“What do you know about Mace Gilmore?” Lillian McCord asked her.
“An obscenely well-off proponent and practitioner of Adam Smith’s dictums.” Cynthia Kang crossed one leg over the other, lulled by the sound of the ocean waves. She sat in McCord’s Pacific Palisades hilltop abode. The semi-retired lobbyist also knew something about the good life.
The older woman had a sip of her wine. “He met with Grish a week before his death.”
“About this Fallenbee mess?” Gilmore was president of the entity’s board and a major investor in it as well.
“Among other things, apparently.”
“After that meeting Grish sought your advice?”
“In his way, he did.” She stopped herself, looking off through a picture window into the blackness of night.
Kang waited, enjoying some more of her wine. She had her feet up on an ottoman. Good thing no photographer was hounding her. But what self-respecting paparazzo would follow a politician around in LA, what with the latest bubble-brained starlet having a meltdown on her way to jail for DUI or caught exiting her low-slung sports car sans thong? She sat forward, looking at her friend.
McCord breathed in audibly. “He was shaken, Cynthia.”
“He did it, took the kickbacks?”
McCord managed a thin smile. “He was worried for Connie.”
“I’m not following.”
“Connie did some consulting work for a Fallenbee subsidiary.” Conrad Waller, Grish’s grown son, had been a bright student at Cal Tech. He was adept at math and mechanical engineering. But like some for whom these abilities were second nature, he was bored with formal education and did not envision a life of building robots or teaching in the university. He’d dropped out of school and thereafter had done a variety of jobs, from running an inner city rec center to being an agent for life coaches. All very interesting, but vexing to his patient father.
“What kind of work?And what kind of subsidiary?” She made a gesture with her hand as if warding off a fly. “A damn restaurant chain, Cynthia. Albeit a tony one, the Pasta Grotto line.”
“I like their pizzas too, but what was Connie doing for them? Coming up with a Star Trek type of lasagna maker?” Kang did love her some original Trek. Even went to a Halloween Party once in one of those crazy mini-skirts the women wore in the ’60s show. Sexism not withstanding, she rocked that outfit.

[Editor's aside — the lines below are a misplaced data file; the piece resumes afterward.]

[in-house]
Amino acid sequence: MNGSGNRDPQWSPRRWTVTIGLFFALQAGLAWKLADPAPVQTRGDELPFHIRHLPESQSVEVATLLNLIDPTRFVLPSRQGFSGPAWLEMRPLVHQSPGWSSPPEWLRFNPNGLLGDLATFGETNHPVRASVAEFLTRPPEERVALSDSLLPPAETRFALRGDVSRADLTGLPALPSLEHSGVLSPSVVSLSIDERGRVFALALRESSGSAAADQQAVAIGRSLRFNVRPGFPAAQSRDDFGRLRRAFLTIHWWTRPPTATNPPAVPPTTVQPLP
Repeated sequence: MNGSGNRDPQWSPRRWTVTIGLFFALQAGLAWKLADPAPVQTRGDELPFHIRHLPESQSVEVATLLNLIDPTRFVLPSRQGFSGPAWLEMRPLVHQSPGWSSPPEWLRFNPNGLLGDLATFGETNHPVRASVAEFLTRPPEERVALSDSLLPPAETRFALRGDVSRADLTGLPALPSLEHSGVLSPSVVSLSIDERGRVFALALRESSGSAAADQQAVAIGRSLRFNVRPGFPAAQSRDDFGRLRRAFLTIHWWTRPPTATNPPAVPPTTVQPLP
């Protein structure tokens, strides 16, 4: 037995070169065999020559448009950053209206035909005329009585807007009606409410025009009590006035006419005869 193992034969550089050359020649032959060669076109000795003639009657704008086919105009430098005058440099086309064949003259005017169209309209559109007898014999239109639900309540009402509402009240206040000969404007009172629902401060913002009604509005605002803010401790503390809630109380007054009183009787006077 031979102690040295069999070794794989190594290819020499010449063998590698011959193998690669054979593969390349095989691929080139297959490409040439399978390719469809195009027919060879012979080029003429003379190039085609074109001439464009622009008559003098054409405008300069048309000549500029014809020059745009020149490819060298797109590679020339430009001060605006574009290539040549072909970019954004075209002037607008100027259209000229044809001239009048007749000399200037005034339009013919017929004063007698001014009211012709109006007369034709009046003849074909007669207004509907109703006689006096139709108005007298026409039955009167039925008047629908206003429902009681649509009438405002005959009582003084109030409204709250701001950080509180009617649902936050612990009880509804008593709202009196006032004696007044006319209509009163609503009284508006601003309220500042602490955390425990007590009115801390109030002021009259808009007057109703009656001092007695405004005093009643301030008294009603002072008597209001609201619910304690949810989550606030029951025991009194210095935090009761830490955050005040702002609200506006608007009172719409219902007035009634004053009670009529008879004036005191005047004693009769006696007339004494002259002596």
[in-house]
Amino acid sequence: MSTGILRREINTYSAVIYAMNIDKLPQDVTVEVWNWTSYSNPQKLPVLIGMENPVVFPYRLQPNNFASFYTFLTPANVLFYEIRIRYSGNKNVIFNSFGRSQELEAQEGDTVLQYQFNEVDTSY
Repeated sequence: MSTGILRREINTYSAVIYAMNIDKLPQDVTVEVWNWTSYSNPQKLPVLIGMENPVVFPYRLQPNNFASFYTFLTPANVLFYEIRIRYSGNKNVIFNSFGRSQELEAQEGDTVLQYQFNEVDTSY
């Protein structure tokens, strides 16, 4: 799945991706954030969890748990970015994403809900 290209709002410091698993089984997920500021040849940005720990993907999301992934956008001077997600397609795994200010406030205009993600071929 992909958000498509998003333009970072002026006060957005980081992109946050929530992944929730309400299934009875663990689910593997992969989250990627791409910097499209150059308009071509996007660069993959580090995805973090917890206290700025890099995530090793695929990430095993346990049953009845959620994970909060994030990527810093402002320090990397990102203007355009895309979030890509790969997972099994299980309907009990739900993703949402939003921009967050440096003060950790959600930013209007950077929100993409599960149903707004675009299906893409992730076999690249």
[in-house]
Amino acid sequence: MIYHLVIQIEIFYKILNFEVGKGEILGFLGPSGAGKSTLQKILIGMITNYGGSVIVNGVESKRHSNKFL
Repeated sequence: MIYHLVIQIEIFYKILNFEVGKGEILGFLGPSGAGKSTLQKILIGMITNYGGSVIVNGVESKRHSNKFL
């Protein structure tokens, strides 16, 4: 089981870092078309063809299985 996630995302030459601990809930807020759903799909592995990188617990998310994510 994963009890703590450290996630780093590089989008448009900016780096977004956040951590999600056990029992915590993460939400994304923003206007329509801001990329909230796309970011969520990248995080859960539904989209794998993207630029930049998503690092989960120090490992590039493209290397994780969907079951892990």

Lillian McCord refilled their glasses. “He was listed as advising on product acquisition.”
“Huh. Right. A man who studied how to soup up the Mars Rover would rather recommend the best cloves of garlic to buy. So he had a do-nothing, no-show job as a way to put some money in his pocket.”
“So I gathered.”
“And this money is directly linked to Gilmore? That the billionaire gave the son this scratch as a way to gain favor with Grish? Or that father and son were splitting the take?”
“Something like that.”
“Or exactly like that?” Kang said, irritably.
McCord looked uncomfortable.
“Come on, Lil, this is Grish we’re talking about. He did a lot of shit in his time, carried brackish water for some nasty types now and then, but that’s the price of being in this rodeo we call our political system. But out-and-out take a bribe? And for what? He wasn’t that way about money–unless you know something I don’t.”
“I loved him too, Cynthia, I know.” She touched the Congresswoman’s knee. “This is not easy for me. But it’s not just the memory and reputation of Grish Waller I have on my mind.”
Kang studied her. “You mean me?”
The other woman sat back, spreading her arms as if embracing the future. “People have been whispering in my ear. I’m not without my own spheres of influence, you understand.”